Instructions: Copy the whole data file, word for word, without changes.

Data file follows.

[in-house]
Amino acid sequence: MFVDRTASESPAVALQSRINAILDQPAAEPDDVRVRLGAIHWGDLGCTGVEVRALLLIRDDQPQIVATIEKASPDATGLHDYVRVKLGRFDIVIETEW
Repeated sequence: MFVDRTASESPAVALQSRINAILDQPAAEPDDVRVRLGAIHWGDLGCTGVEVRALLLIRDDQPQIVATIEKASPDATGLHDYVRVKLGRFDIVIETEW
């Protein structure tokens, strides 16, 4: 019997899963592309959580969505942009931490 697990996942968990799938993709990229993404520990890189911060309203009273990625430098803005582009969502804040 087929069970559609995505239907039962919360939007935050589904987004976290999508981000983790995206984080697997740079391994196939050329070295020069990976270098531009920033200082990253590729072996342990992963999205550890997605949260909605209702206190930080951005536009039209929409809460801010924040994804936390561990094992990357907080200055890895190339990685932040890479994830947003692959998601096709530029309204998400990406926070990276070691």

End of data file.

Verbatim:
[in-house]
Amino acid sequence: MFVDRTASESPAVALQSRINAILDQPAAEPDDVRVRLGAIHWGDLGCTGVEVRALLLIRDDQPQIVATIEKASPDATGLHDYVRVKLGRFDIVIETEW
Repeated sequence: MFVDRTASESPAVALQSRINAILDQPAAEPDDVRVRLGAIHWGDLGCTGVEVRALLLIRDDQPQIVATIEKASPDATGLHDYVRVKLGRFDIVIETEW
């Protein structure tokens, strides 16, 4: 019997899963592309959580969505942009931490 697990996942968990799938993709990229993404520990890189911060309203009273990625430098803005582009969502804040 087929069970559609995505239907039962919360939007935050589904987004976290999508981000983790995206984080697997740079391994196939050329070295020069990976270098531009920033200082990253590729072996342990992963999205550890997605949260909605209702206190930080951005536009039209929409809460801010924040994804936390561990094992990357907080200055890895190339990685932040890479994830947003692959998601096709530029309204998400990406926070990276070691």